|Hugh during one of his campaign trips outside parliament.|
By Anders Lorenzen
Around 71% of our planet’s surface is covered in water, hence we quite often refer to it as the blue planet. It’s a whole different world that the majority of us, including myself, do not know much about.
It’s also a part of the world that we are wrecking at an accelerating pace and because we cannot see the damage that is taking place, we can choose to believe that it’s not taking place.
Our appetite for fish and all living organs living beneath the water surface has never been greater and as our world is gearing up to a population of nine billion, expected to reach us in 2050, our appetite for seafood is not set to decrease.
As celebrity chef Hugh Fearnly-Whittingstall explored when he started his Fish Fight campaign in early 2011, we could on our TV screens pay witness to the utter destruction happening to our seas because of our increasing unsustainable hunger in destroying the oceans. Big business has moved in and fishing operations happen on a large factory style way, pushing out local fishermen who have conducted their operations in a sustainable way for generations.
What first hit me when watching the series was the waste issue, around 50% of all fish caught had to be thrown back in the sea dead and wasted – what in industry terms is being referred to as discards. I could go on all day talking about one issue after another, such as the fact that in the UK we only really eat three kinds of fish species: Cod, Salmon and Tuna, which has resulted in catastrophic consequences. Cod is critically endangered, our demand for Salmon is so high that we’re now farming them, which is critically putting the Salmon species at risk, and Tuna are being caught in such unsustainable ways that in the process animals such as turtles and dolphins are being caught and killed too.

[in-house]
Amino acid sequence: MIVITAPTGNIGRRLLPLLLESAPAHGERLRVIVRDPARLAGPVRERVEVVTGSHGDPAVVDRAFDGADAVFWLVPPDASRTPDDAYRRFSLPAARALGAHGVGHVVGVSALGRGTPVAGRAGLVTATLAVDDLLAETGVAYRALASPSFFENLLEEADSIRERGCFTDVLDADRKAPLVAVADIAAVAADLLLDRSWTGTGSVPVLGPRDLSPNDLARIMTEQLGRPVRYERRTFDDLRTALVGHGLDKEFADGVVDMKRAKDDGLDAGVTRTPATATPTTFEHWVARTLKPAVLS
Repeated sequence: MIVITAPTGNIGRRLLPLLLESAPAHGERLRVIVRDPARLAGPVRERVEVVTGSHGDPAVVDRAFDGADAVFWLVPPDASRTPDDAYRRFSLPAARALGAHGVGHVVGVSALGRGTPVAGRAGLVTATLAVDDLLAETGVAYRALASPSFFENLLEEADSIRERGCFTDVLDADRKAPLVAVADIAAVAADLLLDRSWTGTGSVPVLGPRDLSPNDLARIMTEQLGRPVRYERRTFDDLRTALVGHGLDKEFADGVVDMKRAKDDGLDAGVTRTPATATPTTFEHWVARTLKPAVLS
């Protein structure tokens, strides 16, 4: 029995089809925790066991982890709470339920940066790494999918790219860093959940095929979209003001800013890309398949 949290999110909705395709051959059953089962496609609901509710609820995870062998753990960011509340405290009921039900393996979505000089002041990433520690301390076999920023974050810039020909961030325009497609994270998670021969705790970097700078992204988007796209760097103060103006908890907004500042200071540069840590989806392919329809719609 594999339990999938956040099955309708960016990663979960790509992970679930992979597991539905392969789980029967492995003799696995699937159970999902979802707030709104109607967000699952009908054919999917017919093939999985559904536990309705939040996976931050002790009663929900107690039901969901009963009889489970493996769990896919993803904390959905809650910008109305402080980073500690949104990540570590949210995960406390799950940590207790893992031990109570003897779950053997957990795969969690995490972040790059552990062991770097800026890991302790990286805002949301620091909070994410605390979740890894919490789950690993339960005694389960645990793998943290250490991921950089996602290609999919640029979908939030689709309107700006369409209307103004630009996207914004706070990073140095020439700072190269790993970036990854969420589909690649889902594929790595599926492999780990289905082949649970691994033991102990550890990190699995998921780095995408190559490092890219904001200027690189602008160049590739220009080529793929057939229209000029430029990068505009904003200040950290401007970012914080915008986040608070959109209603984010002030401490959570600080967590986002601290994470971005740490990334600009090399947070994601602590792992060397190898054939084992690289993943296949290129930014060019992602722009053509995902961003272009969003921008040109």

Luckily some changes are happening in the wake of the public awareness being raised by Hugh and his campaign, in addition to organisations like Greenpeace. Due to tireless campaigning on the issue, all UK supermarkets have switched to sustainable Tuna sourcing. Hugh has also been very successful in encouraging supermarkets to market and promote other kinds of fish such as mackerell, with which he also managed to get several fish and chips shops to replace cod. But more importantly the European Union’s Common Fishery Policy (CFP) which is up for review this year (it only gets reviewed every ten years), has just decided to end discards, which has been hailed a landmark victory for Hugh and his campaign.
But as his new Fish Fight series running now has highlighted, as we step outside the EU, there is a host of other ocean issues that needs tackling, it’s vital we keep this debate alive and kicking to protect fisheries and create marine reserves. As also revealed in Fish Fight, worldwide only 1% of our oceans are protected – surely that can’t be right. That’s why this Monday 25 February, I’m joining the Fish Fight march in the streets of London, and you should do too.
Finally, let’s just look at the economics alone; to carry on as we are cannot be a sustainable investment plan, as we empty more and more fish out of the oceans and drive more species to extinction – we’re gambling with the future of the fishing industry. If we don’t achieve a global deal soon, create a dozen of marine reserves where fish can bread in quiet without being disturbed by large fishing trawlers that get larger and larger, we would make a big economic own goal. Just ask local fishermen on their view of the state of the oceans.
Subedited by Charlotte Paton